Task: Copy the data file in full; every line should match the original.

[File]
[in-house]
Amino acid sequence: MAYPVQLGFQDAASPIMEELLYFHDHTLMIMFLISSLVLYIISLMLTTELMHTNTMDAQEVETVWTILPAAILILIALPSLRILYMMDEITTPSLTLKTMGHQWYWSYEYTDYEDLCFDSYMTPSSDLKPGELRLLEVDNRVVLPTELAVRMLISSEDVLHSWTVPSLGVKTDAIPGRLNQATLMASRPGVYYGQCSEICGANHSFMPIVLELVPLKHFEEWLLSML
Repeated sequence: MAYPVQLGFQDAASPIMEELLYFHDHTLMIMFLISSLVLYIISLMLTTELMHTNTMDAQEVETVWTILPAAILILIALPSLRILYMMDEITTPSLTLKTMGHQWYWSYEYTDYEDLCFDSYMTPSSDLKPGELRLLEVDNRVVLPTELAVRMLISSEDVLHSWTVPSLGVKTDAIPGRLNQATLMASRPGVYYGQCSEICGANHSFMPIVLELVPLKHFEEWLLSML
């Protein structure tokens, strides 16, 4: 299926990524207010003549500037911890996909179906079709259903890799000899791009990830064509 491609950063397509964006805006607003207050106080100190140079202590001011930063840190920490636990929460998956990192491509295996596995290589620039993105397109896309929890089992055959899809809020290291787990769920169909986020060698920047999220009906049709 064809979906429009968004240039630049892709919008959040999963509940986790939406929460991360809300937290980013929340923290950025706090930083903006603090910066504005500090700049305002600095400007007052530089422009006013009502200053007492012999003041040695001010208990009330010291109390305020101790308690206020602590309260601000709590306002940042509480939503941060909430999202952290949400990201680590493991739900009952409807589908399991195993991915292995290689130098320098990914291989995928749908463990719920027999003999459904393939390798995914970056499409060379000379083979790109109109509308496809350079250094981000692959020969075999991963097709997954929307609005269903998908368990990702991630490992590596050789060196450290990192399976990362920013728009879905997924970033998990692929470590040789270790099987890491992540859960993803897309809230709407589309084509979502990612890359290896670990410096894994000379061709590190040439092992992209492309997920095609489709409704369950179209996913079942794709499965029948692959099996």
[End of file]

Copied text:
[in-house]
Amino acid sequence: MAYPVQLGFQDAASPIMEELLYFHDHTLMIMFLISSLVLYIISLMLTTELMHTNTMDAQEVETVWTILPAAILILIALPSLRILYMMDEITTPSLTLKTMGHQWYWSYEYTDYEDLCFDSYMTPSSDLKPGELRLLEVDNRVVLPTELAVRMLISSEDVLHSWTVPSLGVKTDAIPGRLNQATLMASRPGVYYGQCSEICGANHSFMPIVLELVPLKHFEEWLLSML
Repeated sequence: MAYPVQLGFQDAASPIMEELLYFHDHTLMIMFLISSLVLYIISLMLTTELMHTNTMDAQEVETVWTILPAAILILIALPSLRILYMMDEITTPSLTLKTMGHQWYWSYEYTDYEDLCFDSYMTPSSDLKPGELRLLEVDNRVVLPTELAVRMLISSEDVLHSWTVPSLGVKTDAIPGRLNQATLMASRPGVYYGQCSEICGANHSFMPIVLELVPLKHFEEWLLSML
């Protein structure tokens, strides 16, 4: 299926990524207010003549500037911890996909179906079709259903890799000899791009990830064509 491609950063397509964006805006607003207050106080100190140079202590001011930063840190920490636990929460998956990192491509295996596995290589620039993105397109896309929890089992055959899809809020290291787990769920169909986020060698920047999220009906049709 064809979906429009968004240039630049892709919008959040999963509940986790939406929460991360809300937290980013929340923290950025706090930083903006603090910066504005500090700049305002600095400007007052530089422009006013009502200053007492012999003041040695001010208990009330010291109390305020101790308690206020602590309260601000709590306002940042509480939503941060909430999202952290949400990201680590493991739900009952409807589908399991195993991915292995290689130098320098990914291989995928749908463990719920027999003999459904393939390798995914970056499409060379000379083979790109109109509308496809350079250094981000692959020969075999991963097709997954929307609005269903998908368990990702991630490992590596050789060196450290990192399976990362920013728009879905997924970033998990692929470590040789270790099987890491992540859960993803897309809230709407589309084509979502990612890359290896670990410096894994000379061709590190040439092992992209492309997920095609489709409704369950179209996913079942794709499965029948692959099996």